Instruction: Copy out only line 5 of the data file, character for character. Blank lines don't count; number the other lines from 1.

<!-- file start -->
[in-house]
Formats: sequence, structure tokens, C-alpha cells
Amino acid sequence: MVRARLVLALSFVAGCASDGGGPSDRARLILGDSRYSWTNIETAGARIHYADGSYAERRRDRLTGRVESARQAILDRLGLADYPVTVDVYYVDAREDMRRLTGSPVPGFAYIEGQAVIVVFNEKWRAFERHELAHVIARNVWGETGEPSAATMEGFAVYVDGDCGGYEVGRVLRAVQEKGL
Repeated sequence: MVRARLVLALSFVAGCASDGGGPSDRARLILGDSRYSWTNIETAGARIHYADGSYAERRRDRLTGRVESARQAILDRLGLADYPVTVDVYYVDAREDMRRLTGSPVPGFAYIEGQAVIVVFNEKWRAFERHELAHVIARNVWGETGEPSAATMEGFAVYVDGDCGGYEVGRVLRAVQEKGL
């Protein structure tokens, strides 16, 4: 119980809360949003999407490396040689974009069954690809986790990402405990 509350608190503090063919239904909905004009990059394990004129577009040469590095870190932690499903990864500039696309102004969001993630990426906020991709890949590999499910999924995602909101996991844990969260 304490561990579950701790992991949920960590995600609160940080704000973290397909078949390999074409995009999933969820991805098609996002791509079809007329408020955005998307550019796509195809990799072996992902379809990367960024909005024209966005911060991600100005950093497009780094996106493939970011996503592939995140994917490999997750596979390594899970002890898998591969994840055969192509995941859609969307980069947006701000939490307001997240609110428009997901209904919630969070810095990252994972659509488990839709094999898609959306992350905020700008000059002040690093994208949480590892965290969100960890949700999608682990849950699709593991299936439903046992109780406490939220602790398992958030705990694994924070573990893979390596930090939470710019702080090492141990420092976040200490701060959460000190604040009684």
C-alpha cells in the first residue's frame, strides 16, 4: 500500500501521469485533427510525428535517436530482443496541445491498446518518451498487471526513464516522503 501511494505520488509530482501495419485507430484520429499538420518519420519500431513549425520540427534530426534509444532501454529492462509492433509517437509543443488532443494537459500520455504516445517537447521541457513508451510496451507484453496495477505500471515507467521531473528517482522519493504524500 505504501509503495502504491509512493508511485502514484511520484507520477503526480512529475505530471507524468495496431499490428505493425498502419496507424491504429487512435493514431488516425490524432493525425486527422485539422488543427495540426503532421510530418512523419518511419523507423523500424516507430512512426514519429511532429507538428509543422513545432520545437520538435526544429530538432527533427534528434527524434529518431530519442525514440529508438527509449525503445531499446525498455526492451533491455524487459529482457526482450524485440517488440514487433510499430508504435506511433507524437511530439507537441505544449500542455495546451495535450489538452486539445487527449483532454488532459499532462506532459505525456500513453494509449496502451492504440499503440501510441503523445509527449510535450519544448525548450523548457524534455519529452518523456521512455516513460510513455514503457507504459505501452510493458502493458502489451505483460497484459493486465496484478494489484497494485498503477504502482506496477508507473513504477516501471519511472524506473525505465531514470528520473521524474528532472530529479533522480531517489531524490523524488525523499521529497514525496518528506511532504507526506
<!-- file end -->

């Protein structure tokens, strides 16, 4: 119980809360949003999407490396040689974009069954690809986790990402405990 509350608190503090063919239904909905004009990059394990004129577009040469590095870190932690499903990864500039696309102004969001993630990426906020991709890949590999499910999924995602909101996991844990969260 304490561990579950701790992991949920960590995600609160940080704000973290397909078949390999074409995009999933969820991805098609996002791509079809007329408020955005998307550019796509195809990799072996992902379809990367960024909005024209966005911060991600100005950093497009780094996106493939970011996503592939995140994917490999997750596979390594899970002890898998591969994840055969192509995941859609969307980069947006701000939490307001997240609110428009997901209904919630969070810095990252994972659509488990839709094999898609959306992350905020700008000059002040690093994208949480590892965290969100960890949700999608682990849950699709593991299936439903046992109780406490939220602790398992958030705990694994924070573990893979390596930090939470710019702080090492141990420092976040200490701060959460000190604040009684």